In essence, the SCHIP Act will require claims handlers to provide HHS with a list of all cases in workers' comp, liability and no-fault where the injured party is Medicare entitled. There is a "Sharing of Information" clause in the SCHIP Extension Act. Since CMS is part of HHS, it is understood that HHS will share the reports with CMS, the entity responsible for the enforcement of the MSP.
CMS will receive a report outlining every case where Medicare should be protected under Title 42 as a secondary payer if the claim is settled and the resolution involves irrevocable closure of future medical benefits.
In early August, CMS issued its MSA submission requirements for workers' comp and nonworkers' comp claims. In the past, this had resulted in random and variable compliance with the MSP on liability cases. However, now the claims handlers will be forced to submit a "target rich environment" listing to HHS that includes liability and no-fault claims, as well as workers' comp cases.
In order to drive further MSP compliance, CMS will now possess a list of claims from which they can select cases to audit. The next logical question is "Will they do this?"
It is no secret that CMS is not rich in federal funding. However, in the past when internal CMS funding issues came to the forefront on MSP enforcement, CMS responded by hiring subcontractors to assist their MSP enforcement efforts--Life Care Management Partners as the WC Review Committee and Chickasaw Nation Industries as the Coordination of Benefits (COB) subcontractor.
Purportedly, $35 million is being earmarked by Medicare to promote enforcement of the SCHIP reporting requirements. This enforcement is expected to result in fines that will pay back the investment by a multiple of 30. Obviously, this type of compliance monitoring will also have an impact on MSP legal obligations. The Congressional intent with both the MSP and SCHIP Act is to help preserve the fiduciary health of the Medicare federal entitlement program by only extending benefits for treatment where a primary payer does not exist.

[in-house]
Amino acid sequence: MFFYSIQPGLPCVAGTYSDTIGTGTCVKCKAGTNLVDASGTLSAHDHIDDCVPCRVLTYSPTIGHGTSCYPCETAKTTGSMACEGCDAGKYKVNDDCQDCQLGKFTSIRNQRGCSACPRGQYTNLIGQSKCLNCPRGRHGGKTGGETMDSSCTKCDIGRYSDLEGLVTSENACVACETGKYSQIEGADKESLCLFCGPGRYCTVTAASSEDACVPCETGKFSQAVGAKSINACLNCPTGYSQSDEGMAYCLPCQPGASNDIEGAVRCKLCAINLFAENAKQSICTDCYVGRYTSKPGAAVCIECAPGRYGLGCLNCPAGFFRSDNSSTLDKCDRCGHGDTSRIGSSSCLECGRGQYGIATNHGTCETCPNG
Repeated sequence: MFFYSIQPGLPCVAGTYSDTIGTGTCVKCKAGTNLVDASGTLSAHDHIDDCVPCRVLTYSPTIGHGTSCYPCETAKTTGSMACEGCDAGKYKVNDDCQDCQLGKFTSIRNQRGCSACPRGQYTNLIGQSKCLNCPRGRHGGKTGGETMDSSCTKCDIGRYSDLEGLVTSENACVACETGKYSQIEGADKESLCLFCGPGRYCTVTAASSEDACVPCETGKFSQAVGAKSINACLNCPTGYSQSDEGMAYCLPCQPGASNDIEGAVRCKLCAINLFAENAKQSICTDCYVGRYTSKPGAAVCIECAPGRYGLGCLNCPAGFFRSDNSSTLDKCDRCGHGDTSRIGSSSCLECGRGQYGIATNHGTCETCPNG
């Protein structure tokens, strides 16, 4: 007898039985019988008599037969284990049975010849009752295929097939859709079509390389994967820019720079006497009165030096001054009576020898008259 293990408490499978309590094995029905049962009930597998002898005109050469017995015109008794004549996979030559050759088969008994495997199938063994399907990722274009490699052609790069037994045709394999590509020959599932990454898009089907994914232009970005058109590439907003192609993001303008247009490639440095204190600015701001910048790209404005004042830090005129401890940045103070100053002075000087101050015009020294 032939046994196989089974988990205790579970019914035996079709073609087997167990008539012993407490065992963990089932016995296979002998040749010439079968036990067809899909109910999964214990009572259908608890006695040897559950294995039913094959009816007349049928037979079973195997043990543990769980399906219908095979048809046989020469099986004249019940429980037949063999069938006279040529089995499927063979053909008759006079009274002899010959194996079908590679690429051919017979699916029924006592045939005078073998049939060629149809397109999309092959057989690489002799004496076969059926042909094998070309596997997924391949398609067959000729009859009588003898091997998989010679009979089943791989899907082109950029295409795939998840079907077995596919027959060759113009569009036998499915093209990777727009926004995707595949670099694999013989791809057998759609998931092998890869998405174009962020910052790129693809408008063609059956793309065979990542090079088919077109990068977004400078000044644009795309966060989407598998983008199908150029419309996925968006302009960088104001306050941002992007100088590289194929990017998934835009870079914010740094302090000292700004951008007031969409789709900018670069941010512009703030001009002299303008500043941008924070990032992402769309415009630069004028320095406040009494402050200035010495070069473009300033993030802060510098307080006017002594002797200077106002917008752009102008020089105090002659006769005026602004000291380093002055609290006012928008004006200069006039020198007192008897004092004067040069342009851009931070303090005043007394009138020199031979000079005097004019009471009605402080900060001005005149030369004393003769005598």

Unlike the present sporadic efforts to identify claims where Medicare should be protected as a secondary payer, under the SCHIP Act there will now be a list--provided by the reporting entities--where Medicare's interests should be taken into consideration. This new measure will morph the enforcement of the MSP from a haphazard effort largely focused on workers' comp claims to a focused effort driven by the list of files reported to HHS.
The fines are so punitive, that non-reporting is not an option. Compliance with SCHIP reporting requirements is a foregone conclusion, given the fining exposure. So where does this leave the issue of adherence to the MSP?
There are no fines of the nature of the SCHIP Act in the MSP. Medicare may seek double damages on recovery of conditional payments, but that is only assessed if Medicare is forced to file a legal action to perfect recovery.
Medicare may suspend the claimant from future Medicare benefits relative to Medicare covered treatment for the condition related to the injury if their interests are not protected, and take credit to abide on the entire amount of settlement before beginning Medicare payments again.
However, that does not constitute a fine of the primary payer--though it may lead to a "bad faith" extra-contractual action on the part of the claimant. Medicare may also file a separate action to enforce their rights under the MSP against any responsible party, but in this remedy there are no civil money penalties along the lines of the SCHIP Act.
The fact of the matter is that Medicare will now be privy to the SCHIP reports illustrating each reporting entities' workers' comp, liability and no-fault claims where the injured party is Medicare entitled. If these workers' comp and liability claims are resolved by settlement--no-fault claims are not settled, they are paid until policy limits are exhausted or the injured person's medical condition improves--and Medicare's interest is not taken into consideration, it will be rather easy for CMS to discover this situation.
CMS can audit a few cases from the list and if a trend of non-compliance is evident a more comprehensive review may be initiated. This will open the SCHIP Act reporting entity to further exposure on the MSP.
The SCHIP Act reporting requirements should have a direct impact on additional enforcement of the MSP by CMS. To ignore this developing situation is to court difficulties where no defense will suffice--as there is no defense for not obeying the law.
JOHN V. D'ALUSIO is vice president industry training and customer resource at PMSI MSA Services, a large provider of specialty managed care services and products for workers' compensation and catastrophically injured populations
September 1, 2008